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An Experimental Field Study of the Function of Crested Auklet Feather Odor

During the breeding season, female and male Crested Auklets (Aethia cristatella; Alcidae) emit a pungent citruslike odor from their plumage. Previous experiments showed that captive birds oriented toward sources of the natural odor and toward isolates of its major constituents, cis-4 decenal and oct... Full description

Journal Title: The Condor (Los Angeles Calif.), 2004-02-01, Vol.106 (1), p.71-78
Main Author: JONES, Ian L
Other Authors: HAGELIN, Julie C , MAJOR, Heather L , RASMUSSEN, L. E. L
Format: Electronic Article Electronic Article
Language: English
Subjects:
Quelle: Alma/SFX Local Collection
Publisher: Santa Clara, CA: Cooper Ornithological Society
ID: ISSN: 0010-5422
Link: http://pascal-francis.inist.fr/vibad/index.php?action=getRecordDetail&idt=15442488
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title: An Experimental Field Study of the Function of Crested Auklet Feather Odor
format: Article
creator:
  • JONES, Ian L
  • HAGELIN, Julie C
  • MAJOR, Heather L
  • RASMUSSEN, L. E. L
subjects:
  • Animal and plant ecology
  • Animal behavior
  • Animal, plant and microbial ecology
  • Animals
  • Autoecology
  • Aves
  • Behavior modeling
  • Biological and medical sciences
  • Birds
  • Chemicals
  • Feathers
  • Female animals
  • Fundamental and applied biological sciences. Psychology
  • Male animals
  • Mating behavior
  • Odors
  • Plumage
  • Sea birds
  • Sexes
  • Vertebrata
  • Vertebrates: general zoology, morphology, phylogeny, systematics, cytogenetics, geographical distribution
ispartof: The Condor (Los Angeles, Calif.), 2004-02-01, Vol.106 (1), p.71-78
description: During the breeding season, female and male Crested Auklets (Aethia cristatella; Alcidae) emit a pungent citruslike odor from their plumage. Previous experiments showed that captive birds oriented toward sources of the natural odor and toward isolates of its major constituents, cis-4 decenal and octanal, and avoided a noxious odor. In a blind experiment we manipulated odor on 12 life-sized, realistic Crested Auklet models (6 males, 6 females) to test for a social or sexual preference for the odor isolates in a natural setting. Based on the quantified behavior of 555 males and 280 females that approached the models at a breeding colony, we found no evidence for a sexual preference for models with added odor. Female auklets that approached male models with artificially added odor were no more likely to perform sexual displays than females that approached control models with less odor. Fewer males approached female models but the effect was the same: males that approached female models with artificially added odor were no more likely to perform sexual displays. However, males approached scented male models more closely and for longer duration than they approached control male models, and females approached scented male models more closely. Our findings confirm previous experiments with captive birds and further suggest that Crested Auklets' plumage odor serves at least a general social function. /// Durante la estación reproductiva, el plumaje del macho y la hembra de Aethia cristatella (Alcidae) emite un olor picante-cítrico. Experimentos previos han demostrado que las aves en cautiverio se orientan hacia fuentes de olor natural y hacia extractos de sus principales constituyentes, cis-4 decano y octano, y evitan un olor nocivo. En un experimento a ciegas, manipulamos el olor en 12 modelos de tamaño real de A. cristatella (6 machos y 6 hembras) para probar la preferencia sexual o social por los extractos en un ambiente natural. Basados en el comportamiento cuantitativo de 555 machos y 280 hembras que se acercaron a los modelos en la colonia reproductiva, no encontramos ninguna evidencia por una preferencia sexual por los modelos con el olor añadido. Las hembras de A. cristatella que se aproximaron a los modelos con el olor artificial añadido no presentaron una probabilidad mayor de realizar despliegues sexuales que las hembras que se acercaron a modelos con poco olor (control). Sin embargo, los machos se acercaron más y por más tiempo a los modelos de macho c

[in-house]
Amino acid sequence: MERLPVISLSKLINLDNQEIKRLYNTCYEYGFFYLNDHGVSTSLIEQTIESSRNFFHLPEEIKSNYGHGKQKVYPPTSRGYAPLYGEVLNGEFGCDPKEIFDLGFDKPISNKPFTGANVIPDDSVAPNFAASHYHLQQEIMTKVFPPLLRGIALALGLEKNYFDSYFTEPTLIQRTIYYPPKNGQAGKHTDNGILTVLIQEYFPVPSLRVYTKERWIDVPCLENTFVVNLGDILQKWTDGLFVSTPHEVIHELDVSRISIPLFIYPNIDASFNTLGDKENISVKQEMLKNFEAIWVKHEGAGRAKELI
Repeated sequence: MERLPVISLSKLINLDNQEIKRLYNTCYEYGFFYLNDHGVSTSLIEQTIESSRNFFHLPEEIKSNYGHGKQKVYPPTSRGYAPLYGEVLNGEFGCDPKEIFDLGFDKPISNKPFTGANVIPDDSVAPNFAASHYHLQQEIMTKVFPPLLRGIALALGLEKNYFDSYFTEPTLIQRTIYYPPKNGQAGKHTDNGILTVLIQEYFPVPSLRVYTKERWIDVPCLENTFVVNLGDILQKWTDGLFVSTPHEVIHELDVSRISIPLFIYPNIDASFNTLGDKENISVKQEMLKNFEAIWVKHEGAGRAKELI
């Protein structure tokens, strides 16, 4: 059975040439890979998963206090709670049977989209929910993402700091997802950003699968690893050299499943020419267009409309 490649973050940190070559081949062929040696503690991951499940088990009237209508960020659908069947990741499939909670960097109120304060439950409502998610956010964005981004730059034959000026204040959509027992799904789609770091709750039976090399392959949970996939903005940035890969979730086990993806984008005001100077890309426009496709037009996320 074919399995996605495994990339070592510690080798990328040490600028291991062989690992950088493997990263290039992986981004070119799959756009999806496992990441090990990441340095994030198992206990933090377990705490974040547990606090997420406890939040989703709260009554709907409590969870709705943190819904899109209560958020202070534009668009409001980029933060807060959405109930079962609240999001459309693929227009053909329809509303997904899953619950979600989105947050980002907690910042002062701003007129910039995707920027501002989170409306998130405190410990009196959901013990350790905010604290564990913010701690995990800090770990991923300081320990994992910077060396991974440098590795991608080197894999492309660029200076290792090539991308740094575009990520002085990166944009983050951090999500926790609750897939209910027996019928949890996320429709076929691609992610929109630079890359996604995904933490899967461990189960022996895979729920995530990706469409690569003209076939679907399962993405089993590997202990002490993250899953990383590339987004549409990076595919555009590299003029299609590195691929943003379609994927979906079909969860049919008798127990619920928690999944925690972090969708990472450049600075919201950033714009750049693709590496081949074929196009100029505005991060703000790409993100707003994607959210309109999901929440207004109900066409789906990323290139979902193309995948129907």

language: eng
source: Alma/SFX Local Collection
identifier: ISSN: 0010-5422
fulltext: fulltext
issn:
  • 0010-5422
  • 1938-5129
url: Link


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titleAn Experimental Field Study of the Function of Crested Auklet Feather Odor
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descriptionDuring the breeding season, female and male Crested Auklets (Aethia cristatella; Alcidae) emit a pungent citruslike odor from their plumage. Previous experiments showed that captive birds oriented toward sources of the natural odor and toward isolates of its major constituents, cis-4 decenal and octanal, and avoided a noxious odor. In a blind experiment we manipulated odor on 12 life-sized, realistic Crested Auklet models (6 males, 6 females) to test for a social or sexual preference for the odor isolates in a natural setting. Based on the quantified behavior of 555 males and 280 females that approached the models at a breeding colony, we found no evidence for a sexual preference for models with added odor. Female auklets that approached male models with artificially added odor were no more likely to perform sexual displays than females that approached control models with less odor. Fewer males approached female models but the effect was the same: males that approached female models with artificially added odor were no more likely to perform sexual displays. However, males approached scented male models more closely and for longer duration than they approached control male models, and females approached scented male models more closely. Our findings confirm previous experiments with captive birds and further suggest that Crested Auklets' plumage odor serves at least a general social function. /// Durante la estación reproductiva, el plumaje del macho y la hembra de Aethia cristatella (Alcidae) emite un olor picante-cítrico. Experimentos previos han demostrado que las aves en cautiverio se orientan hacia fuentes de olor natural y hacia extractos de sus principales constituyentes, cis-4 decano y octano, y evitan un olor nocivo. En un experimento a ciegas, manipulamos el olor en 12 modelos de tamaño real de A. cristatella (6 machos y 6 hembras) para probar la preferencia sexual o social por los extractos en un ambiente natural. Basados en el comportamiento cuantitativo de 555 machos y 280 hembras que se acercaron a los modelos en la colonia reproductiva, no encontramos ninguna evidencia por una preferencia sexual por los modelos con el olor añadido. Las hembras de A. cristatella que se aproximaron a los modelos con el olor artificial añadido no presentaron una probabilidad mayor de realizar despliegues sexuales que las hembras que se acercaron a modelos con poco olor (control). Sin embargo, los machos se acercaron más y por más tiempo a los modelos de macho con olor que a los modelos de macho control, y las hembras se acercaron más a los modelos de macho con olor. Nuestros resultados confirman experimentos previos en aves en cautiverio y sugieren que el olor del plumaje de A. cristatella tiene por lo menos una función social general.